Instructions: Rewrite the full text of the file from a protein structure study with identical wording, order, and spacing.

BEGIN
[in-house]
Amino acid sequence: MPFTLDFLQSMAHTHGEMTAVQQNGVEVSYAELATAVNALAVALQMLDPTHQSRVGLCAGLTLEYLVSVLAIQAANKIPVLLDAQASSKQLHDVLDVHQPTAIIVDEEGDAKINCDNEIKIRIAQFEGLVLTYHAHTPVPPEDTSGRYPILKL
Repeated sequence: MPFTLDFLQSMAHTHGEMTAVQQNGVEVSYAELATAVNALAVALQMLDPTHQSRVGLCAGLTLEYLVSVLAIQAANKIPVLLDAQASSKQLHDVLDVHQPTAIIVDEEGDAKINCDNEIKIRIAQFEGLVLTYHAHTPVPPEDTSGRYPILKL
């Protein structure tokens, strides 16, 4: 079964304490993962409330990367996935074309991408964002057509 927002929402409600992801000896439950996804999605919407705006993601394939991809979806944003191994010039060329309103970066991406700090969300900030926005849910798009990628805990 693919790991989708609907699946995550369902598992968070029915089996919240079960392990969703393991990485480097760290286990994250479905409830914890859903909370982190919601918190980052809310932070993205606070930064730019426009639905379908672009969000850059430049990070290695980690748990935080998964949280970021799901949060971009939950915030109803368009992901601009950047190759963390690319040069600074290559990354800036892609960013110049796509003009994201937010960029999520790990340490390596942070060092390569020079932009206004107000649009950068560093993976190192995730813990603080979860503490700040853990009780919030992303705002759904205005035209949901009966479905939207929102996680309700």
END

[in-house]
Amino acid sequence: MPFTLDFLQSMAHTHGEMTAVQQNGVEVSYAELATAVNALAVALQMLDPTHQSRVGLCAGLTLEYLVSVLAIQAANKIPVLLDAQASSKQLHDVLDVHQPTAIIVDEEGDAKINCDNEIKIRIAQFEGLVLTYHAHTPVPPEDTSGRYPILKL
Repeated sequence: MPFTLDFLQSMAHTHGEMTAVQQNGVEVSYAELATAVNALAVALQMLDPTHQSRVGLCAGLTLEYLVSVLAIQAANKIPVLLDAQASSKQLHDVLDVHQPTAIIVDEEGDAKINCDNEIKIRIAQFEGLVLTYHAHTPVPPEDTSGRYPILKL
């Protein structure tokens, strides 16, 4: 079964304490993962409330990367996935074309991408964002057509 927002929402409600992801000896439950996804999605919407705006993601394939991809979806944003191994010039060329309103970066991406700090969300900030926005849910798009990628805990 693919790991989708609907699946995550369902598992968070029915089996919240079960392990969703393991990485480097760290286990994250479905409830914890859903909370982190919601918190980052809310932070993205606070930064730019426009639905379908672009969000850059430049990070290695980690748990935080998964949280970021799901949060971009939950915030109803368009992901601009950047190759963390690319040069600074290559990354800036892609960013110049796509003009994201937010960029999520790990340490390596942070060092390569020079932009206004107000649009950068560093993976190192995730813990603080979860503490700040853990009780919030992303705002759904205005035209949901009966479905939207929102996680309700």